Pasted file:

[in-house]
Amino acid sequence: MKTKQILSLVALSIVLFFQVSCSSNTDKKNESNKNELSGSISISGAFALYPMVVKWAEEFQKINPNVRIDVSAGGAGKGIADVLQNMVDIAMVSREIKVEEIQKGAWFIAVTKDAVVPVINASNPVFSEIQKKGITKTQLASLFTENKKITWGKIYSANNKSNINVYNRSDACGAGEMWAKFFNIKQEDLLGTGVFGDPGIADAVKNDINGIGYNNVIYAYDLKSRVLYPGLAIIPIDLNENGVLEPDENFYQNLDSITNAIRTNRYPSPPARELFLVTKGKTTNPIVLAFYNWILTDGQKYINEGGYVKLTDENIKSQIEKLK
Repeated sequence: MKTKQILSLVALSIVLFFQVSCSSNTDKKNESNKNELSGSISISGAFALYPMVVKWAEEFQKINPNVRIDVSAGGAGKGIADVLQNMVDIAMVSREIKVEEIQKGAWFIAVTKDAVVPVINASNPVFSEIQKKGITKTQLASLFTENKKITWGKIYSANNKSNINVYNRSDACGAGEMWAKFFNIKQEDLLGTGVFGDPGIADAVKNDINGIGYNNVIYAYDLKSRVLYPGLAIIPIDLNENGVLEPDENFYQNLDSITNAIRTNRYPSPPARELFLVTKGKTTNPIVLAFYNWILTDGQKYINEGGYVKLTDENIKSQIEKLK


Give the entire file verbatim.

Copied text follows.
[in-house]
Amino acid sequence: MKTKQILSLVALSIVLFFQVSCSSNTDKKNESNKNELSGSISISGAFALYPMVVKWAEEFQKINPNVRIDVSAGGAGKGIADVLQNMVDIAMVSREIKVEEIQKGAWFIAVTKDAVVPVINASNPVFSEIQKKGITKTQLASLFTENKKITWGKIYSANNKSNINVYNRSDACGAGEMWAKFFNIKQEDLLGTGVFGDPGIADAVKNDINGIGYNNVIYAYDLKSRVLYPGLAIIPIDLNENGVLEPDENFYQNLDSITNAIRTNRYPSPPARELFLVTKGKTTNPIVLAFYNWILTDGQKYINEGGYVKLTDENIKSQIEKLK
Repeated sequence: MKTKQILSLVALSIVLFFQVSCSSNTDKKNESNKNELSGSISISGAFALYPMVVKWAEEFQKINPNVRIDVSAGGAGKGIADVLQNMVDIAMVSREIKVEEIQKGAWFIAVTKDAVVPVINASNPVFSEIQKKGITKTQLASLFTENKKITWGKIYSANNKSNINVYNRSDACGAGEMWAKFFNIKQEDLLGTGVFGDPGIADAVKNDINGIGYNNVIYAYDLKSRVLYPGLAIIPIDLNENGVLEPDENFYQNLDSITNAIRTNRYPSPPARELFLVTKGKTTNPIVLAFYNWILTDGQKYINEGGYVKLTDENIKSQIEKLK